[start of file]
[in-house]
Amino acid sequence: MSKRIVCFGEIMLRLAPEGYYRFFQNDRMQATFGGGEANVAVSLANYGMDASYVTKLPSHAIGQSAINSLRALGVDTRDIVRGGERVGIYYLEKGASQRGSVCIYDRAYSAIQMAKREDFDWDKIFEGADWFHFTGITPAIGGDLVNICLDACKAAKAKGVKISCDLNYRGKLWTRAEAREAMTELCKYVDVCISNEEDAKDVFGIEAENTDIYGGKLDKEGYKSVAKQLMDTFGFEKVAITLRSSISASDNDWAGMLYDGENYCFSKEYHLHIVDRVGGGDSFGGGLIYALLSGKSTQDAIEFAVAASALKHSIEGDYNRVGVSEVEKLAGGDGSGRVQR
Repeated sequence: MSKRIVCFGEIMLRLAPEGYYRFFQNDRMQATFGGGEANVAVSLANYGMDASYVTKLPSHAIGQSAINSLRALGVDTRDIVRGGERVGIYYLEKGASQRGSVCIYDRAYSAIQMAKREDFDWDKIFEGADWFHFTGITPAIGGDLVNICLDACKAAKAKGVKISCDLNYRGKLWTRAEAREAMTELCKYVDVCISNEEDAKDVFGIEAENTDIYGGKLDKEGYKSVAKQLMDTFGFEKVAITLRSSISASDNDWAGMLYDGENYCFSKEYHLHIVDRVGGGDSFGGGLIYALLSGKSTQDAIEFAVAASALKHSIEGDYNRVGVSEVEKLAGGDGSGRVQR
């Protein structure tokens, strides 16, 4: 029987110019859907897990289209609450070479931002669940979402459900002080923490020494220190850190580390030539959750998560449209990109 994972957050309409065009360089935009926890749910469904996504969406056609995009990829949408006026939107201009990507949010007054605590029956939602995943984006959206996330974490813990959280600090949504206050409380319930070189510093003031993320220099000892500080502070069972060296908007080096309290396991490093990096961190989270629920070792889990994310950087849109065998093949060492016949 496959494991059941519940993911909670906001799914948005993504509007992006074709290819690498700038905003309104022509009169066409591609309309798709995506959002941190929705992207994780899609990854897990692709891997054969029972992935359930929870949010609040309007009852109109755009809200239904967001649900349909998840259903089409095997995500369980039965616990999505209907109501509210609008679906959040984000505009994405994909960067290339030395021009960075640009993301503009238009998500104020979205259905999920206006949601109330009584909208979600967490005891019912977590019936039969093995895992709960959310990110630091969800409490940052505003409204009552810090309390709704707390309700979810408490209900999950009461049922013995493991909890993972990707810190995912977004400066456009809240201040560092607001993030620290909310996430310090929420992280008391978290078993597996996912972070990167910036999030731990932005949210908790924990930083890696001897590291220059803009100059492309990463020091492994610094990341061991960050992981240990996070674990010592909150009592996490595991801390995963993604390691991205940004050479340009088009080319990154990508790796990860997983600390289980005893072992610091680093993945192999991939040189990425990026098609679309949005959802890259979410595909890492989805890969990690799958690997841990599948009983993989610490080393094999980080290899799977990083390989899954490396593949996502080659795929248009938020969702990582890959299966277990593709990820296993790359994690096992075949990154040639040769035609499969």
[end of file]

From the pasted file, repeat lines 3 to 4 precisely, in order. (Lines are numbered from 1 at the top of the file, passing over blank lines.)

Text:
Repeated sequence: MSKRIVCFGEIMLRLAPEGYYRFFQNDRMQATFGGGEANVAVSLANYGMDASYVTKLPSHAIGQSAINSLRALGVDTRDIVRGGERVGIYYLEKGASQRGSVCIYDRAYSAIQMAKREDFDWDKIFEGADWFHFTGITPAIGGDLVNICLDACKAAKAKGVKISCDLNYRGKLWTRAEAREAMTELCKYVDVCISNEEDAKDVFGIEAENTDIYGGKLDKEGYKSVAKQLMDTFGFEKVAITLRSSISASDNDWAGMLYDGENYCFSKEYHLHIVDRVGGGDSFGGGLIYALLSGKSTQDAIEFAVAASALKHSIEGDYNRVGVSEVEKLAGGDGSGRVQR
């Protein structure tokens, strides 16, 4: 029987110019859907897990289209609450070479931002669940979402459900002080923490020494220190850190580390030539959750998560449209990109 994972957050309409065009360089935009926890749910469904996504969406056609995009990829949408006026939107201009990507949010007054605590029956939602995943984006959206996330974490813990959280600090949504206050409380319930070189510093003031993320220099000892500080502070069972060296908007080096309290396991490093990096961190989270629920070792889990994310950087849109065998093949060492016949 496959494991059941519940993911909670906001799914948005993504509007992006074709290819690498700038905003309104022509009169066409591609309309798709995506959002941190929705992207994780899609990854897990692709891997054969029972992935359930929870949010609040309007009852109109755009809200239904967001649900349909998840259903089409095997995500369980039965616990999505209907109501509210609008679906959040984000505009994405994909960067290339030395021009960075640009993301503009238009998500104020979205259905999920206006949601109330009584909208979600967490005891019912977590019936039969093995895992709960959310990110630091969800409490940052505003409204009552810090309390709704707390309700979810408490209900999950009461049922013995493991909890993972990707810190995912977004400066456009809240201040560092607001993030620290909310996430310090929420992280008391978290078993597996996912972070990167910036999030731990932005949210908790924990930083890696001897590291220059803009100059492309990463020091492994610094990341061991960050992981240990996070674990010592909150009592996490595991801390995963993604390691991205940004050479340009088009080319990154990508790796990860997983600390289980005893072992610091680093993945192999991939040189990425990026098609679309949005959802890259979410595909890492989805890969990690799958690997841990599948009983993989610490080393094999980080290899799977990083390989899954490396593949996502080659795929248009938020969702990582890959299966277990593709990820296993790359994690096992075949990154040639040769035609499969």